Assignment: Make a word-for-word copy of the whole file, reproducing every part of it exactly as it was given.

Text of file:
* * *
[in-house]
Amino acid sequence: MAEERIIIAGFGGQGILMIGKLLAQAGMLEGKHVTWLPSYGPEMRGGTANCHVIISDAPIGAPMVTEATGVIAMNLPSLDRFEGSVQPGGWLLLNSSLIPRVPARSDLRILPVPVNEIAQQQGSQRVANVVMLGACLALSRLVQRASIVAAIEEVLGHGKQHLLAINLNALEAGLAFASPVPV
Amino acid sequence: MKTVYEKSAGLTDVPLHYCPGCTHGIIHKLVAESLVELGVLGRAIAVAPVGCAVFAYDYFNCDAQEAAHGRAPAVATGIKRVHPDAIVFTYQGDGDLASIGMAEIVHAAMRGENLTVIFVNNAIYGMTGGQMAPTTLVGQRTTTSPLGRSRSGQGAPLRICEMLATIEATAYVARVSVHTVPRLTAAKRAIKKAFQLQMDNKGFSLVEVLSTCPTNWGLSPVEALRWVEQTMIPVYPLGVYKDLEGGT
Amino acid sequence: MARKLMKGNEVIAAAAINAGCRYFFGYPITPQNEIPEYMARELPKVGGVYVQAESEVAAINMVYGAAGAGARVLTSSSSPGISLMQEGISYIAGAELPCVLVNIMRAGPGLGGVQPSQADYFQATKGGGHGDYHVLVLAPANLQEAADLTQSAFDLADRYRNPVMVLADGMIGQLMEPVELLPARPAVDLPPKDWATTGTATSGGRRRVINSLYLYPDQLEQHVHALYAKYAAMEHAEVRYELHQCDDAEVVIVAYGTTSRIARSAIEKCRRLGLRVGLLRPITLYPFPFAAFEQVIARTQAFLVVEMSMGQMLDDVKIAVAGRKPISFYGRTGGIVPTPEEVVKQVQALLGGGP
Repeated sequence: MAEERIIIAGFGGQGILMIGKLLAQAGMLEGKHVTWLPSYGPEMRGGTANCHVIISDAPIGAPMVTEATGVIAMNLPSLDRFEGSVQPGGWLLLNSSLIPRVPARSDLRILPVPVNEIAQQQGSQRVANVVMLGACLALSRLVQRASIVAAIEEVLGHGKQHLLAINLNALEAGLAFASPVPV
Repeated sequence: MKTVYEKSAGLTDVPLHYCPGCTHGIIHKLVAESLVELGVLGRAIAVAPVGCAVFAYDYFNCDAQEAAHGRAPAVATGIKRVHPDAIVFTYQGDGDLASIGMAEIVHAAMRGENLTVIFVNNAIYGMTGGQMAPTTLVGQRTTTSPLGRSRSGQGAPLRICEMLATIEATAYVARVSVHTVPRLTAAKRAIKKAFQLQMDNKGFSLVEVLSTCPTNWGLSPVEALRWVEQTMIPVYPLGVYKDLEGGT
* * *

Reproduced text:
[in-house]
Amino acid sequence: MAEERIIIAGFGGQGILMIGKLLAQAGMLEGKHVTWLPSYGPEMRGGTANCHVIISDAPIGAPMVTEATGVIAMNLPSLDRFEGSVQPGGWLLLNSSLIPRVPARSDLRILPVPVNEIAQQQGSQRVANVVMLGACLALSRLVQRASIVAAIEEVLGHGKQHLLAINLNALEAGLAFASPVPV
Amino acid sequence: MKTVYEKSAGLTDVPLHYCPGCTHGIIHKLVAESLVELGVLGRAIAVAPVGCAVFAYDYFNCDAQEAAHGRAPAVATGIKRVHPDAIVFTYQGDGDLASIGMAEIVHAAMRGENLTVIFVNNAIYGMTGGQMAPTTLVGQRTTTSPLGRSRSGQGAPLRICEMLATIEATAYVARVSVHTVPRLTAAKRAIKKAFQLQMDNKGFSLVEVLSTCPTNWGLSPVEALRWVEQTMIPVYPLGVYKDLEGGT
Amino acid sequence: MARKLMKGNEVIAAAAINAGCRYFFGYPITPQNEIPEYMARELPKVGGVYVQAESEVAAINMVYGAAGAGARVLTSSSSPGISLMQEGISYIAGAELPCVLVNIMRAGPGLGGVQPSQADYFQATKGGGHGDYHVLVLAPANLQEAADLTQSAFDLADRYRNPVMVLADGMIGQLMEPVELLPARPAVDLPPKDWATTGTATSGGRRRVINSLYLYPDQLEQHVHALYAKYAAMEHAEVRYELHQCDDAEVVIVAYGTTSRIARSAIEKCRRLGLRVGLLRPITLYPFPFAAFEQVIARTQAFLVVEMSMGQMLDDVKIAVAGRKPISFYGRTGGIVPTPEEVVKQVQALLGGGP
Repeated sequence: MAEERIIIAGFGGQGILMIGKLLAQAGMLEGKHVTWLPSYGPEMRGGTANCHVIISDAPIGAPMVTEATGVIAMNLPSLDRFEGSVQPGGWLLLNSSLIPRVPARSDLRILPVPVNEIAQQQGSQRVANVVMLGACLALSRLVQRASIVAAIEEVLGHGKQHLLAINLNALEAGLAFASPVPV
Repeated sequence: MKTVYEKSAGLTDVPLHYCPGCTHGIIHKLVAESLVELGVLGRAIAVAPVGCAVFAYDYFNCDAQEAAHGRAPAVATGIKRVHPDAIVFTYQGDGDLASIGMAEIVHAAMRGENLTVIFVNNAIYGMTGGQMAPTTLVGQRTTTSPLGRSRSGQGAPLRICEMLATIEATAYVARVSVHTVPRLTAAKRAIKKAFQLQMDNKGFSLVEVLSTCPTNWGLSPVEALRWVEQTMIPVYPLGVYKDLEGGT